But wait, where'd that g- come from? It's not sure (like, there's no textual proof), but it might be another example of a familiar sound change. There are a number of words that originated as Germanic terms but that in Old French substituted g for w: ward/guard, warranty/guarantee. In fact, an obsolete word for gallop is wallop. ("Cam there kyng charlemagn, as fast as his horse myghte walop" from 1490.) But the careful lexicographer would want more evidence than is currently available.

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  09:27 AM

I got called for jury duty recently. I didn’t get picked for a jury (not sorry), but we all went through voir dire. The nature of the defense attorney’s questions to the potential jurors suggested clearly (I thought, anyway) what the shape of his defense was going to be—basically, impeach the results of breathalyzer tests.

That experience, along with the recent death of the actor Peter Mayhew, reminded me of a term I learned recently: the Chewbacca defense. The term originated in the TV program South Park, in an episode that satirized the O. J. Simpson trial. In the episode, the defense attorney asks the jury why Chewbacca would want to live with the Ewoks. Which has nothing to do with the trial, and whose only purpose is to confuse the jury.

The Chewbacca defense is a variant on the Gish Gallop (visited upon earlier) and the generic “baffle ‘em with bullshit” approach to argumentation. But the real question is “does it work?” It seems so. According to an anonymous poster in Quora:

The Chewbacca Defense relies on several truisms about trials; (1) juries are often intimidated, confused or bewildered about anything that goes on in a courtroom; (2) most people think they know way more about the law and legal concepts then they really do; and (3) anything can sound convincing if said in an authoritative, confident and persuasive manner.

Apparently it’s a tactic favored not only in DUI cases like the one I missed being on but in trials that involve DNA. The anonymous poster notes the Chewbacca defense is useful for a lawyer …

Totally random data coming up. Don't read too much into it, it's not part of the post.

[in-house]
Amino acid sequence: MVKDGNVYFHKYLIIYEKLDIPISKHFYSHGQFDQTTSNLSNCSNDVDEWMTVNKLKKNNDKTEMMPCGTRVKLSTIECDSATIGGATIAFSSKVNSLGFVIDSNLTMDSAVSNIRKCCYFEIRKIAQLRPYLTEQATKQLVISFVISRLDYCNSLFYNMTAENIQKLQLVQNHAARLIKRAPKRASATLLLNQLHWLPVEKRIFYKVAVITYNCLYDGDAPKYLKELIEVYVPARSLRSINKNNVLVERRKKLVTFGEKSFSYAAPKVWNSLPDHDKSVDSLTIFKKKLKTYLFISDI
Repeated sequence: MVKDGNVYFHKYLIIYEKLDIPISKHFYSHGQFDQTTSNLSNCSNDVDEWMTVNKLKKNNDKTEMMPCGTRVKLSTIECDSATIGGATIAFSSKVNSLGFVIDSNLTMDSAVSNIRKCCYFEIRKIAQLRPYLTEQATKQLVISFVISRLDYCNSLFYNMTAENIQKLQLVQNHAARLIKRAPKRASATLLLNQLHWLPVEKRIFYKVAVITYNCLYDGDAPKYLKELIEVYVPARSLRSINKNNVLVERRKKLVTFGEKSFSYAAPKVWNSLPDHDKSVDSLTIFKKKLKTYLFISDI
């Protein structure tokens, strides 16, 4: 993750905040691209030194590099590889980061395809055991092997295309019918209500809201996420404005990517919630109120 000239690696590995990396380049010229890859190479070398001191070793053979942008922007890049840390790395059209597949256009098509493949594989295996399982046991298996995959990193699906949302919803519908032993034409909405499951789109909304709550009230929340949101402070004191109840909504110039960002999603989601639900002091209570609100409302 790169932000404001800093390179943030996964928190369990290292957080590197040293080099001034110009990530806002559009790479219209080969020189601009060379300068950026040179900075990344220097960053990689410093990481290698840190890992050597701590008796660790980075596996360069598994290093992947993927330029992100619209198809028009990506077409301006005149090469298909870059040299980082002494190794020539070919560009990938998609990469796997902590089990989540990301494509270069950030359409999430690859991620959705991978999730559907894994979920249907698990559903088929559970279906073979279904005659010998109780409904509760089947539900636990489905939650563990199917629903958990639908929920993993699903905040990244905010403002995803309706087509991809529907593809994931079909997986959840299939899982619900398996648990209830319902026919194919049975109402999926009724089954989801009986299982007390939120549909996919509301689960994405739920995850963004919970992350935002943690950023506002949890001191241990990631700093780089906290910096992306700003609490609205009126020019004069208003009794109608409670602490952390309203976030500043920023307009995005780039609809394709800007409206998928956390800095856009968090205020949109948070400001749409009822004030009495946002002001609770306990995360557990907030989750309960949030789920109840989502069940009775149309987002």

… where scientific and/or forensic evidence is so overwhelmingly against one side that he or she or it has no choice but to try to dazzle the jury into thinking that the issues regarding this evidence are so complex and beyond their ken that they cannot fairly resolve them in in this proceeding and must therefore disregard the evidence as untrustworthy or insufficient.

Although I’m not sad to have missed being on the jury, I am curious whether this type of Chewbacca defense was what the defense lawyer ultimately attempted.

Ok, let's move on to origins. Based on a recommendation by the lexicographer Serenity Carr, I'm browsing through the book Etymologicon by Mark Forsyth, a.k.a. the Inky Fool. Boy, if you like word histories, this is a book for you. On every page I find another delightful etymology.

So, Botox. This is a brand name for a drug that's used to temporarily paralyze muscles, an effect that can be used as treatment for several conditions, famously wrinkly-ness. The brand name comes from botulinum toxin; as that term implies, it's a toxin produced by the botulinum bacteria. This is a bad toxin; if you eat food contaminated by this bacteria, you can get botulism, a food poisoning that can kill you quite dead.

So far, so good. (Or so bad, I suppose, if you got it.) Botulism as a condition was identified in the 1820s by the German doctor Justinus Kerner, who studied the paralytic effects on a variety of animals and on himself(!). In an era before germ theory, he correctly identified the malady as a food-borne one. The vector seemed to him to be bad sausages, so he named the disease Botulismus for the Latin word for sausage: botulus. Technically, in English the word botulism is a borrowing from German.

Kerner was in tune with the scientific thinking of the times, which is why he turned to Latin to name the disease he'd discovered. It's a little sad that he didn't turn to his native language. Just think how close we came to talking about cases of wurstism, eh?

Like this? Read all the Friday words.